HPC Matters Plenary Date/Location: 5:45-6:45 p.m. Monday, Nov. 14 in Ballroom-Full at the Salt Lake City Convention Center. The session is open to all registered attendees and exhibitors (must show your badge).
The frontiers of precision medicine are fast becoming the front yard, thanks to the cooperative work of doctors, patients, biomedical researchers, engineers and computer scientists:
- Imagine if, instead of dispensing a “one size fits all” pill to treat your ailment in its broadest sense, your pharmacist “printed out” a highly customized medication formulated exactly to target your specific disease on its genetic level, taking into account your own body’s unique biometrics, current health conditions and your own genomic profile? Such a precise treatment might be far more effective, in a shorter timeframe, with fewer side effects.
- What if doctors could extract cells from your immune system and supercharge them, reintroducing them into your body to fight a cancer or an infection more effectively and completely? Such a treatment might carry fewer risks of rejection and crippling side effects than established forms of transplant and allow vulnerable patients to beat their disease faster, with lesser depletion of body systems.
- Transplant patients wait on long lists for the privilege of a second chance of a donated organ, but what if we could coax patients’ stem cells to grow into graft-able, customized tissues using 3D-printed scaffoldings? The lab could become a new kind of fertile field where we cultivate life-saving and life-changing transplantable tissues, such as replacement bladders, livers, tracheas, bones, vascular or even skin tissue.
Futuristic as they may sound, these are all examples of current explorations in the world of precision medicine* and the rapidly expanding array of new options for the treatment of complex and destructive diseases of all kinds, from the most common human cancers and diseases to the rarest of genetic conditions, and everything in between.
A panel of some of the world’s leading experts will come together to discuss this next frontier of healthcare at the HPC Matters Plenary on Nov. 14th and is open to all registered attendees and exhibitors (must show your badge).
Scheduled participants include:
- Dr. Mitchell Cohen, Director of Surgery, Denver Health Medical Center; Professor, University of Colorado School of Medicine.
- Dr. Martha Head, Senior Director, The Noldor; Acting Head, Insights from Data at GlaxoSmithKline Pharmaceuticals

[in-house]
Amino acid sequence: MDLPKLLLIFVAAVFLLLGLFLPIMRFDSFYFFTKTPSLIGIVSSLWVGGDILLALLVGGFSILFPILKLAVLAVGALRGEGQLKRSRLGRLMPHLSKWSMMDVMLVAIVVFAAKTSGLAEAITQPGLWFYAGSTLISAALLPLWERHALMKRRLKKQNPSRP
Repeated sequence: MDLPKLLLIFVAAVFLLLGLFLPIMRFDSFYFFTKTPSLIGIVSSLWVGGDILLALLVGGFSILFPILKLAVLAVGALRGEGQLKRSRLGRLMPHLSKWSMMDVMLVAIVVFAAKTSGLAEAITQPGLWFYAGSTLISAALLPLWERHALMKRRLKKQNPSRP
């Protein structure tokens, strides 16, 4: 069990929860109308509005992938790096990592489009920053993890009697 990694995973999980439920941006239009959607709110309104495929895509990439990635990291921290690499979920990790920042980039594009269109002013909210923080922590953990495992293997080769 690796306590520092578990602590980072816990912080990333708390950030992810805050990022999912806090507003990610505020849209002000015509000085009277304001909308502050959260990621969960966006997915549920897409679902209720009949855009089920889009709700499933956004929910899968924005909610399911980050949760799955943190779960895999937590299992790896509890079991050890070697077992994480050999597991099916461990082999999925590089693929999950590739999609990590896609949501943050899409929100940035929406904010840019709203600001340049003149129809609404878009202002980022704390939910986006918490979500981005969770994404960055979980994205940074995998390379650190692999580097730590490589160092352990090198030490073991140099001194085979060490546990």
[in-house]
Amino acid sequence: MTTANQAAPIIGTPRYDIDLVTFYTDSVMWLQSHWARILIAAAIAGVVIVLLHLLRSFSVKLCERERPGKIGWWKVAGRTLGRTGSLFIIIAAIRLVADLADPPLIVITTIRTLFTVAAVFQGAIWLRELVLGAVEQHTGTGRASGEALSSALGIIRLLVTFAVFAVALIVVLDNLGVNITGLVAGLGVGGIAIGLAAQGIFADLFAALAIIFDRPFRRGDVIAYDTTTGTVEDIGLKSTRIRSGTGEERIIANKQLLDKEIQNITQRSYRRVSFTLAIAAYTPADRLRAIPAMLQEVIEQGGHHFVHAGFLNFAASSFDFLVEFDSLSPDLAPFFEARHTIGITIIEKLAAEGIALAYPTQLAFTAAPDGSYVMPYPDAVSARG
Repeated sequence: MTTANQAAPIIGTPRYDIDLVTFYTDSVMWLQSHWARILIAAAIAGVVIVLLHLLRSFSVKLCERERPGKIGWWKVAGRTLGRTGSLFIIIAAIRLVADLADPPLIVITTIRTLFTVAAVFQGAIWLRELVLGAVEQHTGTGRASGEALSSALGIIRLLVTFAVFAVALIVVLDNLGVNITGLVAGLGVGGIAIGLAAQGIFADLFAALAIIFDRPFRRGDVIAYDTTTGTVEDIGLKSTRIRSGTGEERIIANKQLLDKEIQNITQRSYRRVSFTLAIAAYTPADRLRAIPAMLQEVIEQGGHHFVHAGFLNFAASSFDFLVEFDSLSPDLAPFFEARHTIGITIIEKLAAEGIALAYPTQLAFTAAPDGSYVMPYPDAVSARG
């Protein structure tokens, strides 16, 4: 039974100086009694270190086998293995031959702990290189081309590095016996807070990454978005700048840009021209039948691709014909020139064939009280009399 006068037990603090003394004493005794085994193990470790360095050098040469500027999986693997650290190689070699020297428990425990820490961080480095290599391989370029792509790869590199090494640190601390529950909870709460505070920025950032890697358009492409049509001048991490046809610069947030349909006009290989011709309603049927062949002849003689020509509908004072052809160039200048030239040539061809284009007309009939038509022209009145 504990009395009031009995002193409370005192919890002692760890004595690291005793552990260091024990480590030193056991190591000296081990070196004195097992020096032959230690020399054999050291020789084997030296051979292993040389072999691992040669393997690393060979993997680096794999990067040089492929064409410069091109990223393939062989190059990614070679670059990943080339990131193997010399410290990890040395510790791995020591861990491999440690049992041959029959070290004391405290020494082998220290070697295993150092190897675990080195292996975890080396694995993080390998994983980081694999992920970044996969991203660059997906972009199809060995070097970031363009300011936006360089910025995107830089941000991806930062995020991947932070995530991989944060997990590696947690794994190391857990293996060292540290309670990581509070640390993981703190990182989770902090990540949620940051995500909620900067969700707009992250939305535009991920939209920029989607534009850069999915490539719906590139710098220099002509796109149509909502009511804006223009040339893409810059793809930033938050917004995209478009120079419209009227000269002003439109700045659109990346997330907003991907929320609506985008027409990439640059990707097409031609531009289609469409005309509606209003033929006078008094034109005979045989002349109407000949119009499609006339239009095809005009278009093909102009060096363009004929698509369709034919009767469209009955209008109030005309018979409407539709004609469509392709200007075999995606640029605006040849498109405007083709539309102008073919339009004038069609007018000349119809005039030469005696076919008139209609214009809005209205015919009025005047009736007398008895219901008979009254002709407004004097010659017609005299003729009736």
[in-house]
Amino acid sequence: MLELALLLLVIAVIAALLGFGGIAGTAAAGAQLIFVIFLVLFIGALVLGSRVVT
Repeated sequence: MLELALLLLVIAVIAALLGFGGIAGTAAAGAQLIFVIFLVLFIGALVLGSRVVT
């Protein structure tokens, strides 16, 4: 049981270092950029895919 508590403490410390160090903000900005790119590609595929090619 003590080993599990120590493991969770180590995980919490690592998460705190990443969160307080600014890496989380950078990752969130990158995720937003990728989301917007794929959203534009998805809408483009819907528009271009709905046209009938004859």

- Dr. Warren Kibbe, Director, Center for Biomedical Informatics and Information Technology (CBIIT); Chief Information Officer; Acting Deputy Director; National Cancer Institute (NCI)
- Dr. Dimitri Kusnezov, Chief Scientist & Senior Advisor to the Secretary, U.S. Department of Energy, National Nuclear Security Administration
- Dr. Steve Scott, Chief Technology Officer, Cray Inc.
“Enabling innovations in precision medicine are increasing capacity and creativity in biomedical informatics, combining with exciting discoveries in gene sequencing, molecular biomarkers, and the relatively young science of proteomics, the study of proteins and their interplay with disease and human health,” said Steve Conway, a supercomputing analyst from IDC who will also lead the panel. “Emerging and more precise biomedical research tools are advancing discovery, while efforts to ethically collect, analyze and share the data behind disease are also positioning scientists to find the next new treatments.”
According to Conway, precision medicine has been a hotspot of innovation for a while now, and the interdisciplinary work of medical researchers and computer scientists is bearing fruit in clinical settings already. In fact, the U.S. government has invested $210 billion over the past few years through its Precision Medicine initiative, and earlier this year announced the Cancer Moonshot initiative in an effort to improve treatments and ultimately cure cancer.
“Truly transformative discoveries are happening, and those discoveries are driving powerful shifts in how we combat disease and make people’s lives better,” he stated. “These leading minds will discuss how combining supercomputing technology with research and physician input will improve quality of life, increase efficacies and mitigate or eliminate the burdens of disease for millions of patients.”
*Source: “More examples of Precision Medicine in Action,” published by the Genetic Science Learning Center at the University of Utah. Retrieved on October 18, 2016 at http://learn.genetics.utah.edu/content/precision/action/
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